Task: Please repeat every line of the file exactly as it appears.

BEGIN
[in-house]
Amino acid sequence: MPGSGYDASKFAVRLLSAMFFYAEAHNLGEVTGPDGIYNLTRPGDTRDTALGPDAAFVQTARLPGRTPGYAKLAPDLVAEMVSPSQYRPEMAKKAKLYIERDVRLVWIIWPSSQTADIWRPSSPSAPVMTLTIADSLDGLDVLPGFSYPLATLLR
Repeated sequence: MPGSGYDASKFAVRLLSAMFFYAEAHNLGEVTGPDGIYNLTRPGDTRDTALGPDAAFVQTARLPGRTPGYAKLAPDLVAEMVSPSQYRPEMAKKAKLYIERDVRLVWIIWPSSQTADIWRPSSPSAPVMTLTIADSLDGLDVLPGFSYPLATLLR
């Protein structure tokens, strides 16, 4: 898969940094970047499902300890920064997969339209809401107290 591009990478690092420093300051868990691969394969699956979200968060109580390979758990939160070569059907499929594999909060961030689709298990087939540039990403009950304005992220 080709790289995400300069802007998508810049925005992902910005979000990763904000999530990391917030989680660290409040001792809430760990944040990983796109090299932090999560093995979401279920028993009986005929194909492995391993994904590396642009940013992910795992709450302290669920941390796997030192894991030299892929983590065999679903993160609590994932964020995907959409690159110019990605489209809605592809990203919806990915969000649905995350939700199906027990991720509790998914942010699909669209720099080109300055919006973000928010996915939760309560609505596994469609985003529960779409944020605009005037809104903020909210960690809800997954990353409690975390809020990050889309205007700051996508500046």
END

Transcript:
[in-house]
Amino acid sequence: MPGSGYDASKFAVRLLSAMFFYAEAHNLGEVTGPDGIYNLTRPGDTRDTALGPDAAFVQTARLPGRTPGYAKLAPDLVAEMVSPSQYRPEMAKKAKLYIERDVRLVWIIWPSSQTADIWRPSSPSAPVMTLTIADSLDGLDVLPGFSYPLATLLR
Repeated sequence: MPGSGYDASKFAVRLLSAMFFYAEAHNLGEVTGPDGIYNLTRPGDTRDTALGPDAAFVQTARLPGRTPGYAKLAPDLVAEMVSPSQYRPEMAKKAKLYIERDVRLVWIIWPSSQTADIWRPSSPSAPVMTLTIADSLDGLDVLPGFSYPLATLLR
């Protein structure tokens, strides 16, 4: 898969940094970047499902300890920064997969339209809401107290 591009990478690092420093300051868990691969394969699956979200968060109580390979758990939160070569059907499929594999909060961030689709298990087939540039990403009950304005992220 080709790289995400300069802007998508810049925005992902910005979000990763904000999530990391917030989680660290409040001792809430760990944040990983796109090299932090999560093995979401279920028993009986005929194909492995391993994904590396642009940013992910795992709450302290669920941390796997030192894991030299892929983590065999679903993160609590994932964020995907959409690159110019990605489209809605592809990203919806990915969000649905995350939700199906027990991720509790998914942010699909669209720099080109300055919006973000928010996915939760309560609505596994469609985003529960779409944020605009005037809104903020909210960690809800997954990353409690975390809020990050889309205007700051996508500046």